Although its important to understand how mutual funds and ETFs are valued and traded, it is more important to understand the investment philosophy each vehicle represents.
Generally, mutual funds are actively-managed investments (but not in all cases). Actively-managed investments mean you pay a premium to have a mutual fund manager actively picking the stocks and/or bonds in your mutual fund. heir objective is to outperform a certain benchmark. For example, an actively managed mutual fund that invests in large US companies would most likely benchmark themselves against the S&P 500. The objective of this mutual fund would be to try and outperform the S&P 500 for any given time period. The managers do this by employing fundamental analysis and other techniques.
Generally, ETFs are passively-managed investments. Instead of trying to outperform a benchmark, an ETF simply tries to mirror the return of the benchmark. They do this by simply holding the exact same securities that their underlying benchmark holds. An ETF that represents large US companies would simply hold all 500 stocks of the S&P 500. Since there is no need for a manager to pick and choose the stocks, the expense to invest in an ETF is very low compared to mutual funds.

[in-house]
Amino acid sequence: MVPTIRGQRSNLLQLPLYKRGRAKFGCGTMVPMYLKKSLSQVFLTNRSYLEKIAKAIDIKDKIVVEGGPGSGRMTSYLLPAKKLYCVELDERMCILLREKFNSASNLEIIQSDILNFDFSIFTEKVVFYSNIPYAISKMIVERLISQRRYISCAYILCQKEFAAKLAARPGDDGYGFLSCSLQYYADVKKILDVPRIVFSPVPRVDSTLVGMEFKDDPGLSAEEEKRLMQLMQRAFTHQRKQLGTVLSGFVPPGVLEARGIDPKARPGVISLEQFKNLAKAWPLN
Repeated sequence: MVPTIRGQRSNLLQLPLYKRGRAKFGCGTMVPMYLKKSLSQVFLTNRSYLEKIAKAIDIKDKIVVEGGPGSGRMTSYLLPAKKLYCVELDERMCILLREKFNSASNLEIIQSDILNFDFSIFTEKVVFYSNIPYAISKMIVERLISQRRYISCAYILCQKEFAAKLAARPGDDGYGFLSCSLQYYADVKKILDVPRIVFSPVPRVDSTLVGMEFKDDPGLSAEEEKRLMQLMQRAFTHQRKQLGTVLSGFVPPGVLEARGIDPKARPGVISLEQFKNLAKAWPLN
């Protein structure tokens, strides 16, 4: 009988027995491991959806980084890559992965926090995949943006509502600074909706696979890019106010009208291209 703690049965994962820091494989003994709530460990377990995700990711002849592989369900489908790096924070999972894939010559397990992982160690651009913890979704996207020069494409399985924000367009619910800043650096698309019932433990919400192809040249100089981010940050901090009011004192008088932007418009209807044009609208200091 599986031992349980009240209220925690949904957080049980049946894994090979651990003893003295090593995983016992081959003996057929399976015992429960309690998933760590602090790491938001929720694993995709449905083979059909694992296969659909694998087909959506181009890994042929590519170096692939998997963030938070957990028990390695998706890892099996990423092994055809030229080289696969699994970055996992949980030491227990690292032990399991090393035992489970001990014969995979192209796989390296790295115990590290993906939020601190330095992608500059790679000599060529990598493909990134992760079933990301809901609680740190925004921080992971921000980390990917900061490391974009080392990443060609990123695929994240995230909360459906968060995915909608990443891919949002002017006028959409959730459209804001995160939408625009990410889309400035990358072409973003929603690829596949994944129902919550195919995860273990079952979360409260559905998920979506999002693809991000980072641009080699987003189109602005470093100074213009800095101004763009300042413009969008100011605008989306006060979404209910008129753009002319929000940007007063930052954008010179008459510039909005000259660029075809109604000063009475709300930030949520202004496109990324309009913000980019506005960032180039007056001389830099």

Now to the pros and cons:
The pros and cons of each investment are very subjective and mostly depend on your take of the stock market. If you believe that the stock market is inefficient and that a mutual fund manager can consistently outperform its benchmark then you'd invest in actively managed mutual funds. If you believe the market is efficient then you would invest in low cost ETFs.
In addition to the investment philosophies, mutual funds are generally less tax-efficient than ETFs. Since managers are actively trying to find the best stock picks, mutual funds usually have higher turnover and, therefore, more capital gains. Since ETFs simply hold the same stocks that are represented in the benchmark, there is less turnover and less capital gains generated.
Mutual Fund Pros
- The chance to outperform the stock market
Mutual Fund Cons
- Expense to invest is generally higher
- Shares only trade once a day
- Less tax-efficient
- Expense to invest is generally lower
- Your return will match the ETFs benchmark return (could be considered a con)
- Shares trade throughout the day
- More tax-efficient
- No chance of outperforming the respective benchmark